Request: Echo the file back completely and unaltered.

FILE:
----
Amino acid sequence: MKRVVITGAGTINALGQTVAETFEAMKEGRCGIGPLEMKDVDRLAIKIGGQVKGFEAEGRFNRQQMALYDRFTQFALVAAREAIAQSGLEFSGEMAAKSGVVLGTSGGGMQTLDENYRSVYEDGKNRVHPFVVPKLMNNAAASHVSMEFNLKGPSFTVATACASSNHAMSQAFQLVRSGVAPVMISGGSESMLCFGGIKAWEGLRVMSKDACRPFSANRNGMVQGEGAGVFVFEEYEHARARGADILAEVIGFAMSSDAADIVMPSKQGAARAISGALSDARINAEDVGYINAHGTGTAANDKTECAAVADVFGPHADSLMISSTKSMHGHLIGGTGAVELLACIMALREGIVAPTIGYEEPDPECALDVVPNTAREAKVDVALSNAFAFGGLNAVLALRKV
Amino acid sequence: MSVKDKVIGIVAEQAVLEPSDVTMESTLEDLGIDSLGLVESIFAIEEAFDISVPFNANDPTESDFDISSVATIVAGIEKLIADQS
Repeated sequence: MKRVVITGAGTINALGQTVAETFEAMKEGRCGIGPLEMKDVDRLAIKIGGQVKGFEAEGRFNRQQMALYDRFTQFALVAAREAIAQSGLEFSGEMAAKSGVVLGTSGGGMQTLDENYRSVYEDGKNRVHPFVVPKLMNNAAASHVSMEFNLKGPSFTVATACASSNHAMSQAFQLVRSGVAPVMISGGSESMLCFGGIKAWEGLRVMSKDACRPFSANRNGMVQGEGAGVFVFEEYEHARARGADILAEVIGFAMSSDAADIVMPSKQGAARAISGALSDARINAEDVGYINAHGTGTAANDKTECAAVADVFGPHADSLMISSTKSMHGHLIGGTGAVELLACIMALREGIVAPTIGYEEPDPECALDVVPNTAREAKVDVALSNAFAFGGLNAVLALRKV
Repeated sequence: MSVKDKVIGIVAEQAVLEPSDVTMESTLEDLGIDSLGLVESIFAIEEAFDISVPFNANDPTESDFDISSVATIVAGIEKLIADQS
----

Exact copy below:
Amino acid sequence: MKRVVITGAGTINALGQTVAETFEAMKEGRCGIGPLEMKDVDRLAIKIGGQVKGFEAEGRFNRQQMALYDRFTQFALVAAREAIAQSGLEFSGEMAAKSGVVLGTSGGGMQTLDENYRSVYEDGKNRVHPFVVPKLMNNAAASHVSMEFNLKGPSFTVATACASSNHAMSQAFQLVRSGVAPVMISGGSESMLCFGGIKAWEGLRVMSKDACRPFSANRNGMVQGEGAGVFVFEEYEHARARGADILAEVIGFAMSSDAADIVMPSKQGAARAISGALSDARINAEDVGYINAHGTGTAANDKTECAAVADVFGPHADSLMISSTKSMHGHLIGGTGAVELLACIMALREGIVAPTIGYEEPDPECALDVVPNTAREAKVDVALSNAFAFGGLNAVLALRKV
Amino acid sequence: MSVKDKVIGIVAEQAVLEPSDVTMESTLEDLGIDSLGLVESIFAIEEAFDISVPFNANDPTESDFDISSVATIVAGIEKLIADQS
Repeated sequence: MKRVVITGAGTINALGQTVAETFEAMKEGRCGIGPLEMKDVDRLAIKIGGQVKGFEAEGRFNRQQMALYDRFTQFALVAAREAIAQSGLEFSGEMAAKSGVVLGTSGGGMQTLDENYRSVYEDGKNRVHPFVVPKLMNNAAASHVSMEFNLKGPSFTVATACASSNHAMSQAFQLVRSGVAPVMISGGSESMLCFGGIKAWEGLRVMSKDACRPFSANRNGMVQGEGAGVFVFEEYEHARARGADILAEVIGFAMSSDAADIVMPSKQGAARAISGALSDARINAEDVGYINAHGTGTAANDKTECAAVADVFGPHADSLMISSTKSMHGHLIGGTGAVELLACIMALREGIVAPTIGYEEPDPECALDVVPNTAREAKVDVALSNAFAFGGLNAVLALRKV
Repeated sequence: MSVKDKVIGIVAEQAVLEPSDVTMESTLEDLGIDSLGLVESIFAIEEAFDISVPFNANDPTESDFDISSVATIVAGIEKLIADQS